Difference between revisions of "Problem with high power drain in ACPI sleep"
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Revision as of 19:53, 15 February 2006
Several people realized that their ThinkPads eat up too much power while suspended to ram via ACPI. Compared to APM suspend to ram the power drain is experienced to be about 10 times as high, 2-5 Watts. This empties the battery within one or two days.
|affected models||unaffected models|
- Different symptoms have been reported for different models. In some models the origin of the power drain is obvious (backlight on during suspend), in other models there is no obvious reason.
- On some models/configurations the higher power drain couldn't even be realized or was at least significantly lower.
- The T4x ThinkPad series and other Radeon based models suspend to ram just fine, and there are no components that are obviously left powered up. The UltraBay and network light is on, but that is the same under windows (but under APM sleep to RAM those lights are OFF). For these models the higher power drain is caused by a driver problem and can be fixed in software. This fix has not yet made its way into the official kernel (as of linux 2.6.12).
The table on the right gives an overview of the models suffering from the mysterious power drain. To find out about your model, you may use the following script. It creates a file /var/log/battery.log which will tell you if you are affected or not.
Affected Operating Systems
- Linux, all flavours.
- Windows, for some models as well (only when using non-IBM drivers).
- FreeBSD (on the A22M)
- The cause of the mysterious power drain is the Radeon GPU, which requires extra steps to suspend properly. Unfortunately, this fix might break non-ThinkPad machines and therefore is not yet in the official kernel sources.
- The official bugzilla entry for the radeon suspend issue is in the OSDL Bugzilla. There you can find a patch which will solve the power drain issue.
- Most certainly, the DSDT is not at fault. (Interesting to note: The DSDT from BIOS 3.13 (Nov 04) for the T42p compiles without bugs.)
- Some additional power savings can be achieved by turning off the wake-on-lan (
# ethtool -s eth0 wol d). The power drain of the wol feature is far smaller than the radeon bug, but can be noticeable.
For ThinkPads with Radeon graphic chips
You must use a patched version of the radeon frame buffer, even if you are only interested in using the X window system. This modified radeon frame buffer then suspends the radeon chip correctly during ACPI sleep. This patch is not yet in the official (kernel.org) kernels.
The patch contains a list of ThinkPads where it is known to work, and by default only activates on these machines. If you think that your computer would profit from the patch as well, you can force it by including the module parameter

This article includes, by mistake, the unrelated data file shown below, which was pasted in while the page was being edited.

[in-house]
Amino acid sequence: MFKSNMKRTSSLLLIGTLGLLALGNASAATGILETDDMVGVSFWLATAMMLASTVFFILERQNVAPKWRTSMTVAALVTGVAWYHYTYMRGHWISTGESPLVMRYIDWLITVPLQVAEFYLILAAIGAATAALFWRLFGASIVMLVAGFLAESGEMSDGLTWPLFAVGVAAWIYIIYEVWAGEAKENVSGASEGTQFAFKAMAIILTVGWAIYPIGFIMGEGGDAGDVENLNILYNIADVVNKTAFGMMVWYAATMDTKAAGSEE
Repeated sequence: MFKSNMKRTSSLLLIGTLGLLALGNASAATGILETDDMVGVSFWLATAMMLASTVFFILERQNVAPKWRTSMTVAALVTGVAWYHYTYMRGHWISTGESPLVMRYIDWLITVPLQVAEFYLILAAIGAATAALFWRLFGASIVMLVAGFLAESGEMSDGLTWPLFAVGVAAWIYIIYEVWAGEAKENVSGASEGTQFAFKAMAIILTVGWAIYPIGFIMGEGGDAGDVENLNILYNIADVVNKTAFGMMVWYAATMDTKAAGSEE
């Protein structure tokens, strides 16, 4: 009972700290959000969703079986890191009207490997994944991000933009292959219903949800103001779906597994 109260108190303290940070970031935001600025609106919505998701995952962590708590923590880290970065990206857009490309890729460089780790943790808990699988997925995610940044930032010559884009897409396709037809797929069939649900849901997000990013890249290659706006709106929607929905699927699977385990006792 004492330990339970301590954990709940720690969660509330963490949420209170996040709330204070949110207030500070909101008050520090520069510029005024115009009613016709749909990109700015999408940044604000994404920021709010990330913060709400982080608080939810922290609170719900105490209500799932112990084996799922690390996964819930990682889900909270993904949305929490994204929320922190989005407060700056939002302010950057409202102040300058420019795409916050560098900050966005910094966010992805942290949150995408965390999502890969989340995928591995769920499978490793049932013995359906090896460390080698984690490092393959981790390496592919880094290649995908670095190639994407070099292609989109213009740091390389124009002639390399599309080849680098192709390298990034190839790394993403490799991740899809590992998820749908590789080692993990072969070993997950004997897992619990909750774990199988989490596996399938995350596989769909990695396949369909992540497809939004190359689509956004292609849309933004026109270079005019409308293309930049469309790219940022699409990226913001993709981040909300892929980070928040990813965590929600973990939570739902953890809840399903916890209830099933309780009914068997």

radeon_force_sleep=1. If it doesn't work this can result in system hangs.
The patch removes the CONFIG_PPC_PMAC condition for enabling D2 sleep in drivers/video/aty/radeon_pm.c as discussed in kernel bug 3022.
- Fedora Core 4: Fedora ships a patched radeon frame buffer (radeonfb.ko), but you must enable it yourself. Fedora compiles it as a module rather than including it in the kernel, therefore you cannot activate it at boot time without a custom initrd. You must arrange for the module to be loaded before X starts (for example, using an init script).
- Fedora Core 3: this is also true for updated kernels (at least for kernel-2.6.12-1.1376_FC3) but not for the initially shipped version.
There are precompiled patched kernels available as well, that do not need an initrd modification:
These kernels contain additional ThinkPad-related patches, including Software Suspend 2 and trackpoint support. Suspend to disk and suspend to ram should work with them. If your ThinkPad model is not yet whitelisted in the patch, you might have to enable the radeon fix by including the parameter
video=radeonfb:radeon_force_sleep=1 on the kernel command line.
If you try, please send the result (hang yes/no, battery drain yes/no) with the precise model number (i.e. IBM ThinkPad T41 2379-DJU) to vbraun at physics dot upenn dot edu, it would be nice if your subject line would include "RADEONFB:" to make sure that I do not miss any emails.
testing radeonfb without changing initrd
If you want to try the radeon frame buffer, you can enable it as follows:
- First, switch to a console ( ) and log in as root.
- Stop X:
# init 3
- Now you can load the module:
# modprobe radeonfb radeon_force_sleep=1
- Finally, resume X:
# init 5
including radeonfb into your initrd
As an alternative you can build your customized initrd. This is as simple as running
# mkinitrd --with=radeonfb /boot/<name-of-your-new-initrd> `uname -r`
and replacing the initrd in /boot/grub/grub.conf with your new one. You also need to add the kernel command line argument
After installing the patch on Gentoo (it works fine with gentoo-sources:
# cd /usr/src/linux/drivers/video/aty, and execute
# patch -p4 <patchname>, then recompile the kernel), one needs to add
video=radeonfb:force_sleep to the kernel parameters.
Another possible solution
It is possible that radeontool will help some people with this case. (simply run radeontool light off before suspend and radeontool light on after resume). A radeontool patch for freebsd is here: http://www.init-main.com/radeontool.patch (by Takanori Watanabe).
For models without radeon graphics
The Problem seems to be solved when you use the vbetool to turn the LCD off before suspending ...
# vbetool dpms off
and turning it on afterwards again...
# vbetool dpms on
You have to change to a normal console before turning the LCD off. Additionally you have to deactivate the Wake-On-Lan feature like mentioned above ...
# ethtool -s eth0 wol d
With these commands used together the "testing script" reports no high power drain while suspending.